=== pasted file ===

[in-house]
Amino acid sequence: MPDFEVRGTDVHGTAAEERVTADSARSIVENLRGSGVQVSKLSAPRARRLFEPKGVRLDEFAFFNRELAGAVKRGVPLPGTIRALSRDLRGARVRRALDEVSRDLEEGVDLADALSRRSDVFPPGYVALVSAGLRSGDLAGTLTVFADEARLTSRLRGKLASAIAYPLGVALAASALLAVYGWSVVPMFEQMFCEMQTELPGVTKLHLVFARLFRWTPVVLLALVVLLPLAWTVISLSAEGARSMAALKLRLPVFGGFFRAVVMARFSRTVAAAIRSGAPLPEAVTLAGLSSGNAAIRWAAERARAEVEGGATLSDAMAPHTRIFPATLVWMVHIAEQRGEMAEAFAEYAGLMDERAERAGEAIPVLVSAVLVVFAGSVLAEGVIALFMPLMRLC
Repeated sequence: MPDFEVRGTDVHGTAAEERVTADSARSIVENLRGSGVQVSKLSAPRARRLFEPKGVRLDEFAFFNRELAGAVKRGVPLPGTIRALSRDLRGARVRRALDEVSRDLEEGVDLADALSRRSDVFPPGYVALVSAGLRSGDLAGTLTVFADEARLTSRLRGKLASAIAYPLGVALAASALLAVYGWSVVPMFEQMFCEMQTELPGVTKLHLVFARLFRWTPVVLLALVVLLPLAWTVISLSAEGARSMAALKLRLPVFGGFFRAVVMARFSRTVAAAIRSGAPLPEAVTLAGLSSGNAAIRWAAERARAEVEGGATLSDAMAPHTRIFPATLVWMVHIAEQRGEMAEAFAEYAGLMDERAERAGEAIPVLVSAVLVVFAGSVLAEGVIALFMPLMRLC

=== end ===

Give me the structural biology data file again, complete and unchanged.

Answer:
[in-house]
Amino acid sequence: MPDFEVRGTDVHGTAAEERVTADSARSIVENLRGSGVQVSKLSAPRARRLFEPKGVRLDEFAFFNRELAGAVKRGVPLPGTIRALSRDLRGARVRRALDEVSRDLEEGVDLADALSRRSDVFPPGYVALVSAGLRSGDLAGTLTVFADEARLTSRLRGKLASAIAYPLGVALAASALLAVYGWSVVPMFEQMFCEMQTELPGVTKLHLVFARLFRWTPVVLLALVVLLPLAWTVISLSAEGARSMAALKLRLPVFGGFFRAVVMARFSRTVAAAIRSGAPLPEAVTLAGLSSGNAAIRWAAERARAEVEGGATLSDAMAPHTRIFPATLVWMVHIAEQRGEMAEAFAEYAGLMDERAERAGEAIPVLVSAVLVVFAGSVLAEGVIALFMPLMRLC
Repeated sequence: MPDFEVRGTDVHGTAAEERVTADSARSIVENLRGSGVQVSKLSAPRARRLFEPKGVRLDEFAFFNRELAGAVKRGVPLPGTIRALSRDLRGARVRRALDEVSRDLEEGVDLADALSRRSDVFPPGYVALVSAGLRSGDLAGTLTVFADEARLTSRLRGKLASAIAYPLGVALAASALLAVYGWSVVPMFEQMFCEMQTELPGVTKLHLVFARLFRWTPVVLLALVVLLPLAWTVISLSAEGARSMAALKLRLPVFGGFFRAVVMARFSRTVAAAIRSGAPLPEAVTLAGLSSGNAAIRWAAERARAEVEGGATLSDAMAPHTRIFPATLVWMVHIAEQRGEMAEAFAEYAGLMDERAERAGEAIPVLVSAVLVVFAGSVLAEGVIALFMPLMRLC